3. Compile and run the solution to see if the solution is ready to be deployed.

  4. In order to enable the swagger documentation of APIs, check for the following code in SwaggerConfig.cs file. Uncomment the lines, if commented by default.

  5. Right click on project file and select Publish.

  6. In the Publish Target Window, choose Select Existing option and click on Publish.

  7. Login with Azure credentials, if prompted.

  8. Select the API app from the listed resources and click Ok.

  9. This will deploy the APIs to Azure and the following screen opens in browser.

  10. Next, we can view the swagger UI by navigating to the /swagger.

Remote Debugging API Apps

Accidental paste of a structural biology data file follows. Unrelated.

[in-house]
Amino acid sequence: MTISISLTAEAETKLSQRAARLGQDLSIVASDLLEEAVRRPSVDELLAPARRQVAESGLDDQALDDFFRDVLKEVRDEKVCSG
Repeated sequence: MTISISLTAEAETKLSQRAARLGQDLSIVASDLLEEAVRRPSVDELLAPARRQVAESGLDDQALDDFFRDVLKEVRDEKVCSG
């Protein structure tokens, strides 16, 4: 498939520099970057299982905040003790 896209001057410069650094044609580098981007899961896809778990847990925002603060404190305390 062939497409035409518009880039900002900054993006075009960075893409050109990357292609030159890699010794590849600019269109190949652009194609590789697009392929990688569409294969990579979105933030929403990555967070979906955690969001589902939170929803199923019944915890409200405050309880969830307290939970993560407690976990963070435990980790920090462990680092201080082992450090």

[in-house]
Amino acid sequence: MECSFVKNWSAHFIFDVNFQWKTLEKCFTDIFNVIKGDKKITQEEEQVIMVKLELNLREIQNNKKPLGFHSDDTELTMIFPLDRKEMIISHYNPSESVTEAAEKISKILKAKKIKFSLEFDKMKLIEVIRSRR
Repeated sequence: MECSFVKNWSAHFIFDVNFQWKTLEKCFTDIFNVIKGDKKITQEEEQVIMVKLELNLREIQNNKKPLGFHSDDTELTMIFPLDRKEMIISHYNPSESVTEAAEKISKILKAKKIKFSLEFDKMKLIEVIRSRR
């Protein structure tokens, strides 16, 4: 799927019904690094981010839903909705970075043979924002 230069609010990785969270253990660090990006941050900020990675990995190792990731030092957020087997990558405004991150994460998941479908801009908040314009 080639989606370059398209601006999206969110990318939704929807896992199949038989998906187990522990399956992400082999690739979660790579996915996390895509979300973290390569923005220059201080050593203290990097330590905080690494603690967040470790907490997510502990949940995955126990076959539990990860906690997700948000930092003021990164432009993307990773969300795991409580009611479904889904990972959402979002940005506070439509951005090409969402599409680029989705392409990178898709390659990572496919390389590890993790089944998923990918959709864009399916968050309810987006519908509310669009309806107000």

Yes, we can debug our API app running on Azure to troubleshoot issues. In order to make the API App available for remote debugging, it should be published in Debug mode instead of release mode. Also, we need to disable ‘Just my Code’ option from Visual Studio > Tools Menu > Options > Debugging > Just my code.

Then, Attach the Debugger from the Server Explorer window. This will first enable the remote debugging which will be off by default.

We can manually enable Remote Debugging from API Settings section in Azure portal API App window.

After attaching the debugger, all necessary files will load and we can place a breakpoint and test through swagger. One important point to take note here is that if a debugger is attached to the API app, it cannot further process any other requests. So, it is not advisable to debug production slots remotely as it may hamper regular behaviour of API app. The remote debugging will automatically go off after 48 hours.